I remember walking into the theatre showing Velai Illa Pattadhari with little expectation and leaving with some kind of inner craving satiated.
They were cute things to relish in the movie — Amla Paul, the moped owned by Raghuvaran (Dhanush), the relationship between the two brothers, their parents played by Samuthirakani and Saranya Ponvannan and, not the least, the kuthupattu on the house terrace.
Even though VIP2 reprises much of this cuteness, it rings hollow and untrue this time around.
I hoped the movie will be enjoyable, especially because Soundarya Rajinikanth was directing it. But the film had none of the verve and flair of the first part. The climax, especially, was a letdown. It seems as if the director wanted to hitch her bandwagon to a successful franchise only to criminally deprive it of her own touch.
The story and the dialogues, for the most part, do not work and blame must be laid at Dhanush’s door for this. The job of the hero is central to the movie’s theme and the actor does little to deal with its intricacies. There is no layering in the script, and this would be all right if only the commercial elements really kicked in. When neither happens, part two becomes an empty shell of its original self.
As an actor, Dhanush keeps playing to the gallery and this is ingratiating, especially when his mimics his real-life father-in-law Rajinikanth. It’s like they retreaded the popular features of the first part without adding anything of much significance other than Kajol’s character.
Kajol seems to know enough to keep her villainy subtle and this is a relief even as the sequences around her fall apart. The actress isn’t helped much by the fact that her character is reduced into a caricature, leaving her with no scope to breathe life into it. The sequences in which Vasundhara clashes with Raghuvaran, which are pivotal for the success of the movie, don’t really work. He is an angel without wings and she is too egoistic for her own good. On this canvas, there seem to be no grey areas.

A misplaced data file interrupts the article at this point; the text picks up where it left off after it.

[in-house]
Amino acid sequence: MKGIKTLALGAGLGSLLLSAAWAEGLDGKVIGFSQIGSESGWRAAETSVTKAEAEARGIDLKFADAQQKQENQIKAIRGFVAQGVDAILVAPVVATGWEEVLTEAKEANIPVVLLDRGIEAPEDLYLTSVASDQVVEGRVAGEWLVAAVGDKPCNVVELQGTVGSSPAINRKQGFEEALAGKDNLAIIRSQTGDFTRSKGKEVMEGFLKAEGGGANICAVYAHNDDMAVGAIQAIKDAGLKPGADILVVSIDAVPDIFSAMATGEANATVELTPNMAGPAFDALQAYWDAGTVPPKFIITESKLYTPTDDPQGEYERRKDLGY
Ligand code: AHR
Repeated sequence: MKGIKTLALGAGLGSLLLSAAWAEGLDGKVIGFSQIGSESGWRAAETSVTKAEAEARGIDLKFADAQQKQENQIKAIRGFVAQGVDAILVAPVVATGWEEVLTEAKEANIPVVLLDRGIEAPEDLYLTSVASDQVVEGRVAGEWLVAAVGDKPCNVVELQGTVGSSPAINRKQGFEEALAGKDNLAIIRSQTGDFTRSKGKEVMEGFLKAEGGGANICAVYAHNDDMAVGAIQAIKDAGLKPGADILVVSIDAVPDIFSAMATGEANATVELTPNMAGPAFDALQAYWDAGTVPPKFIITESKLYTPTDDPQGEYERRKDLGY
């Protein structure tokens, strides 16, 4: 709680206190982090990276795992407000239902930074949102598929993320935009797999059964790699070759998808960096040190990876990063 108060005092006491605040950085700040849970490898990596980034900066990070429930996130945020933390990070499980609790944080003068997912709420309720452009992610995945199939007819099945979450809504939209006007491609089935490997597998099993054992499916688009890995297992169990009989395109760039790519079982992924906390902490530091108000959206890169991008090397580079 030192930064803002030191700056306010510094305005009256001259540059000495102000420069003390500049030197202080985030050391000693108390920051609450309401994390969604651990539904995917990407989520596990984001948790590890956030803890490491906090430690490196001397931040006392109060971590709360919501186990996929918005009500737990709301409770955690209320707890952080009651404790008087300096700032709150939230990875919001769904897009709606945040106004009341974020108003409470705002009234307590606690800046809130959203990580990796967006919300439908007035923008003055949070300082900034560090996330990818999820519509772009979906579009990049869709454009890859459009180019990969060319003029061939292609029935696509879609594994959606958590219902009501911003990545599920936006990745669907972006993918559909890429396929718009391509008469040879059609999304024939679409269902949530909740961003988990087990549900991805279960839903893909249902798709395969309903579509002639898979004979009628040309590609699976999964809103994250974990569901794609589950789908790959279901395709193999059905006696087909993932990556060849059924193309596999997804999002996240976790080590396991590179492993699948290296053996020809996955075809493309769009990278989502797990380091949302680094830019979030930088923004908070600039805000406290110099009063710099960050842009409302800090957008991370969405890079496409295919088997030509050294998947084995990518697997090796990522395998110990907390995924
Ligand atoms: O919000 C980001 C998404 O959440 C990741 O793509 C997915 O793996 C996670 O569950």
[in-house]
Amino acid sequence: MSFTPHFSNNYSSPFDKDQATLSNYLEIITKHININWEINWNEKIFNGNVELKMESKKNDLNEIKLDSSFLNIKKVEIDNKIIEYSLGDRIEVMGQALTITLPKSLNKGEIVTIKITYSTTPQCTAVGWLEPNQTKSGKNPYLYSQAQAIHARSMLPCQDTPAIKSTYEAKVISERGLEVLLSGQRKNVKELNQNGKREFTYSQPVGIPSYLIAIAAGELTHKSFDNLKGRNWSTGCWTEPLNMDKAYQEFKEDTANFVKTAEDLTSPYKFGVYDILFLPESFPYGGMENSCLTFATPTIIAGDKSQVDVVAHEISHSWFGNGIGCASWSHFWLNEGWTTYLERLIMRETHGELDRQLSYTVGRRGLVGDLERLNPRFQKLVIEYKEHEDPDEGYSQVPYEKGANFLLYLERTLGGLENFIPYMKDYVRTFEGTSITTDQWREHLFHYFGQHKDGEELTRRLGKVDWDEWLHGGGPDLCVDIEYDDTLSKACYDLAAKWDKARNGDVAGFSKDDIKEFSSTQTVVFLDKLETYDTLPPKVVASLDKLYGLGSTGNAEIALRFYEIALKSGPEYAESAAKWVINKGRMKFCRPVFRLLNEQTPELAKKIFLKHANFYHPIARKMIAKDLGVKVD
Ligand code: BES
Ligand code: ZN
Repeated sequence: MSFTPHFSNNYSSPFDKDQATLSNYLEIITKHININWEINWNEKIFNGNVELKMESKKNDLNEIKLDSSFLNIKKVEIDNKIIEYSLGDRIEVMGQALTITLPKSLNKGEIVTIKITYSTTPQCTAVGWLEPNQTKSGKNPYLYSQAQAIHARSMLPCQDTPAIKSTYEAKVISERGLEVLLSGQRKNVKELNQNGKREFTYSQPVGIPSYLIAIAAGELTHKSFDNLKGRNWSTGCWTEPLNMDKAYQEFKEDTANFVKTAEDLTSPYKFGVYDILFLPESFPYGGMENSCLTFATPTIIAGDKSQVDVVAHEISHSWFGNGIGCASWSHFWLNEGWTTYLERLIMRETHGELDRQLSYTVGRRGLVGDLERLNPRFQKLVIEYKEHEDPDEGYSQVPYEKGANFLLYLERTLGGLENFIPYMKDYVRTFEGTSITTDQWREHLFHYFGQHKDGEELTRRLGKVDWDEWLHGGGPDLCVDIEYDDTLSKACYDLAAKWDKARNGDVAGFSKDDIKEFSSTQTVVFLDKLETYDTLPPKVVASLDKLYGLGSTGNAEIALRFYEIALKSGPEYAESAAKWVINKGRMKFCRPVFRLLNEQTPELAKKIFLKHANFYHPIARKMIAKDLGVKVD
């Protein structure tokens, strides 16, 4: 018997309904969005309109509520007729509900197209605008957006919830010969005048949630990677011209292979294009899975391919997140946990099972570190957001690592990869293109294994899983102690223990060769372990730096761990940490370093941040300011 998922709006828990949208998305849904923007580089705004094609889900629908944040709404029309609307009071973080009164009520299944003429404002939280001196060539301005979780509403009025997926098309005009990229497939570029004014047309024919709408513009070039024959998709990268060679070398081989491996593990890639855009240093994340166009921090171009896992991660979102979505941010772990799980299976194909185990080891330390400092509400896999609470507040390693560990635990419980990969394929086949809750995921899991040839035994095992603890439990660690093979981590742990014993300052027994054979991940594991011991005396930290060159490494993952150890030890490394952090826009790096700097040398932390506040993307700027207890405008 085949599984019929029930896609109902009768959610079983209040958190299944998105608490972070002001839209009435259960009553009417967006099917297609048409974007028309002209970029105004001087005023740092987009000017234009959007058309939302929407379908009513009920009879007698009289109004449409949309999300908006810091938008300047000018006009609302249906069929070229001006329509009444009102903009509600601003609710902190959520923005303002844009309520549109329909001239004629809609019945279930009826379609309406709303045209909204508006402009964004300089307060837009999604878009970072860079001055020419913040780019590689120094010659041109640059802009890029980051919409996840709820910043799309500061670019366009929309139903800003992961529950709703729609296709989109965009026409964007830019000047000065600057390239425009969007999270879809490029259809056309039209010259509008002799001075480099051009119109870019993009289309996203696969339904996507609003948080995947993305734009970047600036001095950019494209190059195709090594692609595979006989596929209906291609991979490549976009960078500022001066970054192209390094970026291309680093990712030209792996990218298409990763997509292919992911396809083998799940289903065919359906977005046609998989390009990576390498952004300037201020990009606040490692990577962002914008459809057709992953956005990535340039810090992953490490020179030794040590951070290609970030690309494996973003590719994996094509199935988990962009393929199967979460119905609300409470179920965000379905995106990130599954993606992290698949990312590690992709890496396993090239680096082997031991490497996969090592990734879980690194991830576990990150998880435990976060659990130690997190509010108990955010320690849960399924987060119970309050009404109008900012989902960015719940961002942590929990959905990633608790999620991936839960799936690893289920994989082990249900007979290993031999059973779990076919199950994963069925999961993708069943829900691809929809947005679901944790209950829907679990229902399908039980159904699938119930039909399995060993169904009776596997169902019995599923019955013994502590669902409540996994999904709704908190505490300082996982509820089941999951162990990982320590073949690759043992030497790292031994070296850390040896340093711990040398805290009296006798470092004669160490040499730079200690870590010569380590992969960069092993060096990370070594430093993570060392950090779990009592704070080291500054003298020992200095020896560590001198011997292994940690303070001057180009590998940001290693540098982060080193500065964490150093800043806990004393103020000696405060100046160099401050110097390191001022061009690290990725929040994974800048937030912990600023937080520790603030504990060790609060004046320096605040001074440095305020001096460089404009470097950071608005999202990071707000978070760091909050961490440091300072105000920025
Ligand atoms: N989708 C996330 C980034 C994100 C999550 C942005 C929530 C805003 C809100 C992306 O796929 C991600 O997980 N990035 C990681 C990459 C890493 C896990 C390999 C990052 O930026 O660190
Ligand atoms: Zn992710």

The parts that do work are the throwaway sequences in the first half when Samuthirakani’s character comes up with cliched ideas for his son Raghuvaran to floor his wife (Amla Paul). All of them backfire leading to some hilarity. Comedian Vivek does justice to his screentime, but the ‘Thangapushpam angle’ is not really reworked, but spread too thin.
Amla Paul, Samuthirakani and Saranya Ponvannan do credible jobs. But their characters, as written by Velraj, were more interesting. Soundarya is unable to rescue any of them from becoming stereotypes.
The Chennai floods, which is a part of the climax, fails to make any impact. Not much screentime is devoted to it, save for a dialogue from Raghuvaran pointing to the obvious fact that it was great leveller. The drama of the floods, which many witnessed first hand, could not have been more diluted.
The movie seems to be cynically targeted at unemployed engineers in the state. Their sentiments are shamelessly exploited and they may very well end up as the mob cheering from the front seat. Mind you, I have nothing against engineers; only that they could spent their time productively elsewhere.